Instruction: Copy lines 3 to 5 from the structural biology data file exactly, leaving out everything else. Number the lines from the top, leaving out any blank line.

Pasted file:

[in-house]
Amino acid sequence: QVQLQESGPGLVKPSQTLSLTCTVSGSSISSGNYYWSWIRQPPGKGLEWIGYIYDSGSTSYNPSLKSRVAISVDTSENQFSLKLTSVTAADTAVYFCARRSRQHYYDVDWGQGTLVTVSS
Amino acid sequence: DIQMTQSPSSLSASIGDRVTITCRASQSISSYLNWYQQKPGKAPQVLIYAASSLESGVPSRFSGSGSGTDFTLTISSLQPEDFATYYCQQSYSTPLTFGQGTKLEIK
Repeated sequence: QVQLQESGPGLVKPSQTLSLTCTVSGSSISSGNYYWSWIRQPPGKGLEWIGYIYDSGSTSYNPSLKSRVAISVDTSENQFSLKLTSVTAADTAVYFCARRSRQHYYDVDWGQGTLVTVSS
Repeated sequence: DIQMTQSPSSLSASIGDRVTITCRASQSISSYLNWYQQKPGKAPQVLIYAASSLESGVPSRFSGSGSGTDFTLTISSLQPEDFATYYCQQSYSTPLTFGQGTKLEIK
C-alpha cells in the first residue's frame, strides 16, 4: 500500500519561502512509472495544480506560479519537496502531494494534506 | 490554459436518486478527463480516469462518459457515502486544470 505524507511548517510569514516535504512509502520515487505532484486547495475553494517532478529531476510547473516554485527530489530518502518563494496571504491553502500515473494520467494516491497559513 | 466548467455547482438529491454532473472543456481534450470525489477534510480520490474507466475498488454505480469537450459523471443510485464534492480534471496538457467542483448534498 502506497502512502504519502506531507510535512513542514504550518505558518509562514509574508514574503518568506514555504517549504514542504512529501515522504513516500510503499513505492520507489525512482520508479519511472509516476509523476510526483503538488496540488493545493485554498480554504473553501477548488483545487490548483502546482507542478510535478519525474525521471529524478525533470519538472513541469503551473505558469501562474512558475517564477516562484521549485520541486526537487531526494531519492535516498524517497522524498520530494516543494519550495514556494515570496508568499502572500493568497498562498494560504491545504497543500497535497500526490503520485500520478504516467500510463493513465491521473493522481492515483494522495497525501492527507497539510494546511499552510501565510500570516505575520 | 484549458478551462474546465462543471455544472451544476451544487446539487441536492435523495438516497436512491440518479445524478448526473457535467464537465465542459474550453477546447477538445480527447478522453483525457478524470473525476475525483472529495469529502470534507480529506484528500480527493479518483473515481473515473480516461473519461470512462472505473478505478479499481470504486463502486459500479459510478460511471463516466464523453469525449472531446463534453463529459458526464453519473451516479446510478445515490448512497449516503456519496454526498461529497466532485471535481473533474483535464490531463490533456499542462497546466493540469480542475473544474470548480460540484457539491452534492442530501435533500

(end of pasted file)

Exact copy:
Amino acid sequence: DIQMTQSPSSLSASIGDRVTITCRASQSISSYLNWYQQKPGKAPQVLIYAASSLESGVPSRFSGSGSGTDFTLTISSLQPEDFATYYCQQSYSTPLTFGQGTKLEIK
Repeated sequence: QVQLQESGPGLVKPSQTLSLTCTVSGSSISSGNYYWSWIRQPPGKGLEWIGYIYDSGSTSYNPSLKSRVAISVDTSENQFSLKLTSVTAADTAVYFCARRSRQHYYDVDWGQGTLVTVSS
Repeated sequence: DIQMTQSPSSLSASIGDRVTITCRASQSISSYLNWYQQKPGKAPQVLIYAASSLESGVPSRFSGSGSGTDFTLTISSLQPEDFATYYCQQSYSTPLTFGQGTKLEIK